[T]he Third District determined that [Francois]'s cause of action against the University of Miami was extinguished by the clear an unambiguous terms of the Release and Settlement Agreement ․ In doing so, the Third District held that it was improper for this Court to consider parole evidence in an attempt to discern an intent which was already clearly expressed by the terms of the Release and Settlement Agreement. The Third District's ruling constitutes the ‘law of the case’ and must be followed.
This ruling was in error. As in Banks v. Orlando Regional Healthcare, 955 So.2d 604 (Fla. 5th DCA 2007), the trial court in the independent reformation action, Francois v. Martinez, supra, “successfully reformed the original release to reflect the parties' intent not to release subsequent tortfeasors or transfer any causes of action against subsequent tortfeasors. That reformation related back to the date of the original release.” Banks, 955 So.2d at 608. The trial court's refusal to consider parole evidence was also error. See, Abernathy v. Nat'l Union Fire Ins., 717 So.2d 196, 198 (Fla. 5th DCA 1998) and cases cited therein.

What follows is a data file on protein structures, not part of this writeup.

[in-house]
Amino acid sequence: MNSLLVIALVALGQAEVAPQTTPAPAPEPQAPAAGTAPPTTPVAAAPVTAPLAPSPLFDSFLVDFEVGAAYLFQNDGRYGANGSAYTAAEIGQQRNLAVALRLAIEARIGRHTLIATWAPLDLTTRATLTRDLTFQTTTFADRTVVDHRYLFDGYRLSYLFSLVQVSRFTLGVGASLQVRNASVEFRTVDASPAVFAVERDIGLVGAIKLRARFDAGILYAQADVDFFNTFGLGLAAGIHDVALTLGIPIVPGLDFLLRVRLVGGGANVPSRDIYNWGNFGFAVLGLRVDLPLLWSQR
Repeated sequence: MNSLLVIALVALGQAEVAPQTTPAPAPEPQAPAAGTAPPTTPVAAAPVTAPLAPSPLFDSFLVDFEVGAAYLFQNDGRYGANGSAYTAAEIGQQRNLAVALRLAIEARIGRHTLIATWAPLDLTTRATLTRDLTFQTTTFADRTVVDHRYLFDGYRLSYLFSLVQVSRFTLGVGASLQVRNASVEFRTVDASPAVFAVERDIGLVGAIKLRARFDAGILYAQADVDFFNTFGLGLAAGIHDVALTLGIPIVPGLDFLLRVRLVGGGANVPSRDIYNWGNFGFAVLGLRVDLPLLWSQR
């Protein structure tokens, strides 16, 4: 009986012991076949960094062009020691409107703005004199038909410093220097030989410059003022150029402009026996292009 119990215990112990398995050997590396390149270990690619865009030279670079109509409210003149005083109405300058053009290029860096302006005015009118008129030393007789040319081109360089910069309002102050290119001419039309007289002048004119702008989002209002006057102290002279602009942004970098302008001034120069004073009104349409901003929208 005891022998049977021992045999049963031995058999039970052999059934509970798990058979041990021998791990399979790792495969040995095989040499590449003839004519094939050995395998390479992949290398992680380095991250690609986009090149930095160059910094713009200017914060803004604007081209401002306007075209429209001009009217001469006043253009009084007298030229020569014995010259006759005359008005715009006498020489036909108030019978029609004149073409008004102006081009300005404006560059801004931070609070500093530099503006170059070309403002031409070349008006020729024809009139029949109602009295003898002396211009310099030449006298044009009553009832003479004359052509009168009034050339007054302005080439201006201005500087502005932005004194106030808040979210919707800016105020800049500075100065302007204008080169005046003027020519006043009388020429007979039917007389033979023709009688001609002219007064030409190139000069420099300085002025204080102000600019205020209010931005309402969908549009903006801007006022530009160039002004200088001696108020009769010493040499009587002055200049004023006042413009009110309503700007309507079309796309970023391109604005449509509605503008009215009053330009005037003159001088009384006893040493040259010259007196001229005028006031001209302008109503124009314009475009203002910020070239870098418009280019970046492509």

The trial court's conclusion that this Court's prior ruling precluded consideration of the reformed settlement agreement based on the law of the case doctrine was also incorrect. As indicated above, this Court expressly did not consider what impact a claim of reformation would have on the release at issue. Consequently, the mandate did not include any ruling on that question and Francois was free to pursue the remedy of an independent action for reformation of the release.
As explained in Florida Dept. of Trans. v. Juliano, 801 So.2d 101 (Fla.2001):